In the first chapters of The Nation That Never Was, Kermit Roosevelt explains the many problems with the standard story of the US. In the last chapter he offers us a better story. What follows is mostly Roosevelt’s version, but I’ve added more history. Roosevelt’s is at pp. 202-4.
A Version Of The Better Story
During the Revolutionary War, the colonists established a federation of the 13 original colonies. They wanted to keep their existing governments, and feared a strong central government. Their first try, the Articles of Confederation, failed because the central government was too weak and the states frequently ignored it. Then they tore up the Articles and replaced them with the Founders Constitution. In order to gain support for a stronger central government, they put in provisions supporting the continuation of slavery and gave states with smaller white populations greater power in the national government.
From the very beginning Black people resisted slavery by escaping and rebelling in the face of murder and torture. That continued under the Founders Constitution. They and the Abolitionists set up escape routes, and tried every legal route to saving escapees. They rallied, protested, spoke, wrote, appealed to Congress, and demanded freedom and equality. Gradually the movement for freedom became an powerful political force, driven by the principle that all men are created equal. They meant equality in a actual society, not in a hypothetical natural law sense as in the Declaration of Independence, Leaders included Frederick Douglass and William Lloyd Garrison.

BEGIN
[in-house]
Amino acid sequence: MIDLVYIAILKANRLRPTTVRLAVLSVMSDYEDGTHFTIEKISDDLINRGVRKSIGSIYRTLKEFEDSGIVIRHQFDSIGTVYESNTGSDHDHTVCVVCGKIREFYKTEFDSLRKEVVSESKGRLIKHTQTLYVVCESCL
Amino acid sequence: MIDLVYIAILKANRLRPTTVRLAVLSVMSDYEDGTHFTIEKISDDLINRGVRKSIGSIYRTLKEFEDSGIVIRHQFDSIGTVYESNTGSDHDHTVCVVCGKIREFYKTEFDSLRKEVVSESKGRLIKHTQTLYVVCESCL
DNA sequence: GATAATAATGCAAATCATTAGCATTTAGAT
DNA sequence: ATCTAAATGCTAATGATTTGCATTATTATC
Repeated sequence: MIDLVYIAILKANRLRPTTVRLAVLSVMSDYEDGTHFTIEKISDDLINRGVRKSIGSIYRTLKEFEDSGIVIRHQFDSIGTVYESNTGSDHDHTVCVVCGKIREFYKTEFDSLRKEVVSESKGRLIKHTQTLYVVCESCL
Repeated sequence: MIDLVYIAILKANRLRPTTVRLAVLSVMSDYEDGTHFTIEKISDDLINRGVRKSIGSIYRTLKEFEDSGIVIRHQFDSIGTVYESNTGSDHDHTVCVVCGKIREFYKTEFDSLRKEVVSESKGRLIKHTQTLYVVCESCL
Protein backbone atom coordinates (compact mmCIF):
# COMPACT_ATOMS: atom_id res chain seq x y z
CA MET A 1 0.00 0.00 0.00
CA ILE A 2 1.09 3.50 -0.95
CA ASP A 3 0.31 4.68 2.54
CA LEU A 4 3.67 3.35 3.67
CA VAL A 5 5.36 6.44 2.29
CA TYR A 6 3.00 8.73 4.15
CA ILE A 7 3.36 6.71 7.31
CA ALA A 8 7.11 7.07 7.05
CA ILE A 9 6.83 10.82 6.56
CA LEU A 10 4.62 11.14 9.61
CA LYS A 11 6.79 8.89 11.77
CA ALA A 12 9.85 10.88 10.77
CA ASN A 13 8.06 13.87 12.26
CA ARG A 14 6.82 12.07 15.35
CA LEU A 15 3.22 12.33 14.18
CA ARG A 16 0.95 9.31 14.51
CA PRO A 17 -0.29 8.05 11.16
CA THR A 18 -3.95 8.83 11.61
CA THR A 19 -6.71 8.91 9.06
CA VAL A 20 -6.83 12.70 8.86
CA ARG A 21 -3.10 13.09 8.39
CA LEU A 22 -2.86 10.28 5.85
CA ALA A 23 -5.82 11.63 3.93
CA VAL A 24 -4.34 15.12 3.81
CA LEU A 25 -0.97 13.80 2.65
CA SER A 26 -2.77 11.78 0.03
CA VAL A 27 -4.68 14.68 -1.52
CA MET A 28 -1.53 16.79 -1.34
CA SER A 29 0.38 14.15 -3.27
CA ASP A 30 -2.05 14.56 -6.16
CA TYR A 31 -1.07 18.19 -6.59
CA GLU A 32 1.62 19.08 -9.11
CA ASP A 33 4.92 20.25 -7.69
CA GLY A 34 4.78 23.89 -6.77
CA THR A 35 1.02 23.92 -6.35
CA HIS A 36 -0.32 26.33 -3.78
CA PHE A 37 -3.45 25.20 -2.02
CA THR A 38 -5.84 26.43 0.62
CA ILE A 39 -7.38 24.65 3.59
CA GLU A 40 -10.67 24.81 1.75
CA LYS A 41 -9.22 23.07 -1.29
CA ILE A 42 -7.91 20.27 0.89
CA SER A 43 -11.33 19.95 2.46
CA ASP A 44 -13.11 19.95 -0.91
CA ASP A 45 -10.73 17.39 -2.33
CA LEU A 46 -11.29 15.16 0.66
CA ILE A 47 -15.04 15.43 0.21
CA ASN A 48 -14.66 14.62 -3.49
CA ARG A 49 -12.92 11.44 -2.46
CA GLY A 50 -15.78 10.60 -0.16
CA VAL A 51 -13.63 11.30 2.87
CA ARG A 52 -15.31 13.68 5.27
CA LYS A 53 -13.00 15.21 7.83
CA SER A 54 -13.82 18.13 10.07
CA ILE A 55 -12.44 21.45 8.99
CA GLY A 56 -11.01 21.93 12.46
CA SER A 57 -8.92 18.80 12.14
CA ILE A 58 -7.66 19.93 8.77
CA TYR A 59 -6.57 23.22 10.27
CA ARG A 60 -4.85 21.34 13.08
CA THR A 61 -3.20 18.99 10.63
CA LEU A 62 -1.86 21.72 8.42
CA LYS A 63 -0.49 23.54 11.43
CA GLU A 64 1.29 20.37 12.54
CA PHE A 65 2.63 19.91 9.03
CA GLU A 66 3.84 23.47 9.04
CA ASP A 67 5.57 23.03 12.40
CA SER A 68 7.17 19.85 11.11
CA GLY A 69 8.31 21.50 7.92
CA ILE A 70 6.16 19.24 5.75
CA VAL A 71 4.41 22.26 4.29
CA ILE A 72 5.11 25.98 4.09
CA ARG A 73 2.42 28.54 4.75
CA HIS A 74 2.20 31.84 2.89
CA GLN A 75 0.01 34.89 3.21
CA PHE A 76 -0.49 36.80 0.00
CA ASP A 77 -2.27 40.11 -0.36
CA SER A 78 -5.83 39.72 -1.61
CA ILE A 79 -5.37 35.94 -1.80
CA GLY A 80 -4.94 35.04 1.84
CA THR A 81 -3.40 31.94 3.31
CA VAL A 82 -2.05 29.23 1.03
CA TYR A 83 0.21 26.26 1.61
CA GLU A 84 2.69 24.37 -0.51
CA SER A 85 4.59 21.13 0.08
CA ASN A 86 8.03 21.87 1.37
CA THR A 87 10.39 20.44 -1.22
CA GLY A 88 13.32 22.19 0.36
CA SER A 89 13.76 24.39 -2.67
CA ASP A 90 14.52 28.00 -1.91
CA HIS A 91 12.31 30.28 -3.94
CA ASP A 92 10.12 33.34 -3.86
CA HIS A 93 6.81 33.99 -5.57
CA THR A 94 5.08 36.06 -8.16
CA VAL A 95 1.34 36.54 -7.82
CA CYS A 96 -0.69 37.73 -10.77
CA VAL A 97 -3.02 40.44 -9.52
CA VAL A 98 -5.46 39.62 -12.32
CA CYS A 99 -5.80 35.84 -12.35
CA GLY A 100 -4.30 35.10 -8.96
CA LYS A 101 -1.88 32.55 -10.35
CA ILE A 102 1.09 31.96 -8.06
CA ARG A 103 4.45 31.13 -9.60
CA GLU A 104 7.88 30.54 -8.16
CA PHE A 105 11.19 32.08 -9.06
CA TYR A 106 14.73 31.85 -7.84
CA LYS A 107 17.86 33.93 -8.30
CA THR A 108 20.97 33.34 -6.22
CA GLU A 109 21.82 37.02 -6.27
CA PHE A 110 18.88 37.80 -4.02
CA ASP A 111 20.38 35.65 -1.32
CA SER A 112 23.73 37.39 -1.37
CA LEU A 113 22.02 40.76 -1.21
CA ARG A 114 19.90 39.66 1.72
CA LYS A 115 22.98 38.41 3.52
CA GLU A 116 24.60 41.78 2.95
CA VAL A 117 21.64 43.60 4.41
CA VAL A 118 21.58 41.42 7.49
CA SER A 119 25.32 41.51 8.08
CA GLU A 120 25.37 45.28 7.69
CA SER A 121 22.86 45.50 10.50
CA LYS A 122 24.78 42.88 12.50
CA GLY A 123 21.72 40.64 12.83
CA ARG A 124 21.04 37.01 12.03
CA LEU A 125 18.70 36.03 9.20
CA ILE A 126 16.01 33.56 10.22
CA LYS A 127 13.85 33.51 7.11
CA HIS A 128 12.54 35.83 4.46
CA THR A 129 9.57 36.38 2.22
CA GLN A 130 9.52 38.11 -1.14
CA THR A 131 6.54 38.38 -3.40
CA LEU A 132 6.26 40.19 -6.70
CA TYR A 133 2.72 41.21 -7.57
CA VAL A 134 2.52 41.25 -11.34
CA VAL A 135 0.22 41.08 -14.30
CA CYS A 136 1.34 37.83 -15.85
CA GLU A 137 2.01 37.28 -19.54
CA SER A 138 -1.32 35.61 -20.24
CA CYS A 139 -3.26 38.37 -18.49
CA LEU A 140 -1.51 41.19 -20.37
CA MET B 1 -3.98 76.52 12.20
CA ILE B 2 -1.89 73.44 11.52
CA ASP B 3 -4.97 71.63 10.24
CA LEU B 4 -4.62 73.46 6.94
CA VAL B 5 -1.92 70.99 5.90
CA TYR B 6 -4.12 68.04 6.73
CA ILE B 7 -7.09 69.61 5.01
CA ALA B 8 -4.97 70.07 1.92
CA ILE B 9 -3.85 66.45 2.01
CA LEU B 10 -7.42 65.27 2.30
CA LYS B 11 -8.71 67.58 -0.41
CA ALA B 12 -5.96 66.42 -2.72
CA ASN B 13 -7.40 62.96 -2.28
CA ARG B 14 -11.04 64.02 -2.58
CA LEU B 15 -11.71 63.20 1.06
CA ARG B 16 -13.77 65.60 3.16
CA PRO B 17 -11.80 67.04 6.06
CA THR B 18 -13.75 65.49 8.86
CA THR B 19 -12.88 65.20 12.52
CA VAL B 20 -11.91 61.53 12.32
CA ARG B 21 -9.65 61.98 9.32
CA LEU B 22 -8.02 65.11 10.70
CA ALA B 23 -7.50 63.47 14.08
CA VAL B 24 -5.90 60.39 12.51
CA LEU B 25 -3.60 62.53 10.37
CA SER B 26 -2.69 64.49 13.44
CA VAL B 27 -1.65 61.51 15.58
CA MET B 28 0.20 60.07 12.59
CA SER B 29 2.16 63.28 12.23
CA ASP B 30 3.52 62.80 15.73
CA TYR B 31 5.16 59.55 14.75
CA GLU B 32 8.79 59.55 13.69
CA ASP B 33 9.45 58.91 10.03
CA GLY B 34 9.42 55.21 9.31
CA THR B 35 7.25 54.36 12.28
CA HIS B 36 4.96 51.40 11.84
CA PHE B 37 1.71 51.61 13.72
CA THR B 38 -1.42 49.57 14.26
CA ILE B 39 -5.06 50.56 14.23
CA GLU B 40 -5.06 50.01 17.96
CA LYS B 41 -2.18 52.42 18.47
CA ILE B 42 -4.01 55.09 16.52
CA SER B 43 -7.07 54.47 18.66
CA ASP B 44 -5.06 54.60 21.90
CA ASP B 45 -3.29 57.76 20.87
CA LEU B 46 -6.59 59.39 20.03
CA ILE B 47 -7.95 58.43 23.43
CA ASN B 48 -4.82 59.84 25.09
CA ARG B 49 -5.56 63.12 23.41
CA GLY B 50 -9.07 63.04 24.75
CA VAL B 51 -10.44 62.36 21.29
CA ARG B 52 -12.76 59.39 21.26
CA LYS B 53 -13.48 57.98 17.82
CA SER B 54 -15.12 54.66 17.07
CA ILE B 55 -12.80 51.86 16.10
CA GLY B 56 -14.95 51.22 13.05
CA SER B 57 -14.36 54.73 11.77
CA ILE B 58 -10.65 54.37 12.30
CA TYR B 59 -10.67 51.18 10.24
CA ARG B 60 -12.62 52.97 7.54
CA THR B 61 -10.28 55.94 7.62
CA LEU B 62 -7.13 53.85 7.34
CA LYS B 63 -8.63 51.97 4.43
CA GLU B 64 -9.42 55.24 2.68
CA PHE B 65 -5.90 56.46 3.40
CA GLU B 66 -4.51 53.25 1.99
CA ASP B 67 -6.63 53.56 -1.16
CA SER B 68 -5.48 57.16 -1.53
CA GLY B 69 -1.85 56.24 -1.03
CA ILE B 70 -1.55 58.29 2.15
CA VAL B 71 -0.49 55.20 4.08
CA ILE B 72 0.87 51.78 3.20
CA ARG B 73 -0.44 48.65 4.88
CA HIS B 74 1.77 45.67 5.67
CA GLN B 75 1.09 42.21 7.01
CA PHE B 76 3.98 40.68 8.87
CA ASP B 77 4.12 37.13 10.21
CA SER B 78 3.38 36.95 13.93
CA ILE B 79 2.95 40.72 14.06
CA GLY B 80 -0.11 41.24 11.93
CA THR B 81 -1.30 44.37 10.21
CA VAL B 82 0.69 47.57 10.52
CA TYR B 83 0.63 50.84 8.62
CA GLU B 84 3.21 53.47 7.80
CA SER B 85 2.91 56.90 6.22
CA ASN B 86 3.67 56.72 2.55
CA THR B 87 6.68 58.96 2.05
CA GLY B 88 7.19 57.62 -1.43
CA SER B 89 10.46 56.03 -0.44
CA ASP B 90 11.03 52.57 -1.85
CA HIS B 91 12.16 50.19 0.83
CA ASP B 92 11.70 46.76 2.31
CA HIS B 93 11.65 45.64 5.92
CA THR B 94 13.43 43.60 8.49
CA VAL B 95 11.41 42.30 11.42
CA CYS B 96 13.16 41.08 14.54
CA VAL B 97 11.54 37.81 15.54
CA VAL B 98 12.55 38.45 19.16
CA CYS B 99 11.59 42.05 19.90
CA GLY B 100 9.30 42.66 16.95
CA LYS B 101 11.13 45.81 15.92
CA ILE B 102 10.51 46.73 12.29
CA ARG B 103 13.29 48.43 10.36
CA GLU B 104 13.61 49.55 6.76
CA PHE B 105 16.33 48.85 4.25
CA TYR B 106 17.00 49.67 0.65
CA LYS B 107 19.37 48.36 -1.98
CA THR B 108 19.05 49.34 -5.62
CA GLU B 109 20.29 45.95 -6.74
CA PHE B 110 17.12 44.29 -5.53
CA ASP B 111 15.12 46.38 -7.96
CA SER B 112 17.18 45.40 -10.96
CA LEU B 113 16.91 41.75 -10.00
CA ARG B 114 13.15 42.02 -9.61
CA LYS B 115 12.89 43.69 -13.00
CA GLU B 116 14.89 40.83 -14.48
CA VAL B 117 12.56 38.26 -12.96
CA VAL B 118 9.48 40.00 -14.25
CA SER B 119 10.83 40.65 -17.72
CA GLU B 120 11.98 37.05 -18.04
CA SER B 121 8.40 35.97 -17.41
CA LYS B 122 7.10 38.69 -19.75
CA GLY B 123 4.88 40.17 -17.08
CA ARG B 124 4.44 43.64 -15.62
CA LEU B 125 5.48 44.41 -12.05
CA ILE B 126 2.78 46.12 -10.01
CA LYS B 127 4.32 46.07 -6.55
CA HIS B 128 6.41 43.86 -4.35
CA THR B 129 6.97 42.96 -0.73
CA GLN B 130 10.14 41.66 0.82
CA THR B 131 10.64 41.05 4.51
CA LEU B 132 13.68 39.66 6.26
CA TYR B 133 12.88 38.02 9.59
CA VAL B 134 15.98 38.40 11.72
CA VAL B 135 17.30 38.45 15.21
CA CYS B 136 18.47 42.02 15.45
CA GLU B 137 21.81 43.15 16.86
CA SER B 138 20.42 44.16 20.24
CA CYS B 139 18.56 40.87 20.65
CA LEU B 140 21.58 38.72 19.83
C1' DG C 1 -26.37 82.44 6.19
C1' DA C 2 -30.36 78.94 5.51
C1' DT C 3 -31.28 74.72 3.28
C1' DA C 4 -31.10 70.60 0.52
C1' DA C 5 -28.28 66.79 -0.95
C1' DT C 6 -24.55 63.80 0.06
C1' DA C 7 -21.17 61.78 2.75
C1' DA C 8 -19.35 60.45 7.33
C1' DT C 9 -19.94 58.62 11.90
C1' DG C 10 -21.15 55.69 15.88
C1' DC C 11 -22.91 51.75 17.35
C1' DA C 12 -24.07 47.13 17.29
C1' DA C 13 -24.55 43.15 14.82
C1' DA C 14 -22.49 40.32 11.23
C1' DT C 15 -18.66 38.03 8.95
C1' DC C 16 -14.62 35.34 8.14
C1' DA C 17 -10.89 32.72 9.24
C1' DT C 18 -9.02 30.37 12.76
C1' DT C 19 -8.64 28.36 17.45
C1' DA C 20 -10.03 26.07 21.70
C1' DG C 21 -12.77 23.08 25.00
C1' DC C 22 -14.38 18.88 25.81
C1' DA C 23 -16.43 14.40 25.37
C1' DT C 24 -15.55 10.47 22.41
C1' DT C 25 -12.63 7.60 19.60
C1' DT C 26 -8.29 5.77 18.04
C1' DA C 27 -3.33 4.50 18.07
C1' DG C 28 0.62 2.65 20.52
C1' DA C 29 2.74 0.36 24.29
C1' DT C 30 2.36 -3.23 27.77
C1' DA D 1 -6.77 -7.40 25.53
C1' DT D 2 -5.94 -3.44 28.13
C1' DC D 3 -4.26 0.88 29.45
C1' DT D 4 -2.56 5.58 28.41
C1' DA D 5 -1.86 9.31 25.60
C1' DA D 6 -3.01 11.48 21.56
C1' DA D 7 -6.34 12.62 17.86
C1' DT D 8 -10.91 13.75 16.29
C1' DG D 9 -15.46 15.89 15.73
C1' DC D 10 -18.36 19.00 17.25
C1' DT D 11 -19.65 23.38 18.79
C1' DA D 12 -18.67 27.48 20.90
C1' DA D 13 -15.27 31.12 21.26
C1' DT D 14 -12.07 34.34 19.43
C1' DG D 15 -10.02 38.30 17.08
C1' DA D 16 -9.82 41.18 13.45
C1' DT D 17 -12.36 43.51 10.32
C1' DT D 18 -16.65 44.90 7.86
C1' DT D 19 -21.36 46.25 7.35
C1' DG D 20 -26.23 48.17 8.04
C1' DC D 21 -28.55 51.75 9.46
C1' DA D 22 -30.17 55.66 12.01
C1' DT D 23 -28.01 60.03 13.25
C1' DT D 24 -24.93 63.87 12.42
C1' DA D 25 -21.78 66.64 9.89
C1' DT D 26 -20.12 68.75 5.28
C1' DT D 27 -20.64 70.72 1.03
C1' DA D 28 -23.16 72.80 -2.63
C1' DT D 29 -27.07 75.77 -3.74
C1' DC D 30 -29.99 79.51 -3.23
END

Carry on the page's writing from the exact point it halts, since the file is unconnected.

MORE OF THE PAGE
Urged on by the Black people and the Abolitionists, the United States government resisted the expansion of slavery into the territories, which the Supreme Court supported in Dred Scott. That led to a war with the Slave States which was won by the United States. A major factor in the victory was the 200,000 Black soldiers who fought and died to end slavery. The victorious United States threw out the governments of the seceding states, forced the enactment of the Reconstruction Amendments, and passed laws to enforce them. This is called the Second Founding.
The Second Founding recreated the United States under the principles laid out by its Leader, Abraham Lincoln. His most famous statement of these principles is in his Gettysburg Address: the United States is “… conceived in liberty, and dedicated to the proposition that all men are created equal….”
This became our guiding principle. Lincoln told us that we must dedicate ourselves to the principle of equality that the brave men of the United States had died for. He told us we were starting anew with this principle foremost in our minds:
… that this nation, under God, shall have a new birth of freedom — and that government of the people, by the people, for the people shall not perish from the earth.
But not everybody agreed that we were starting over. The secessionists never quit. Their first step was to murder Abraham Lincoln. Then they took power in the former slave states. The Supreme Court gutted the Reconstruction Amendments. That enabled the secessionists and White Supremacists to establish legalized segregation, blessed by the Supreme Court in cases like Plessy v. Ferguson.
Black people never quit either. Despite participating in more wars on behalf of a segregated nation and being treated like dirt on their return, through decades of lynching and white race riots, they continued to fight for equality. After the Second World War, they began to achieve success and for once the Supreme Court didn’t block them.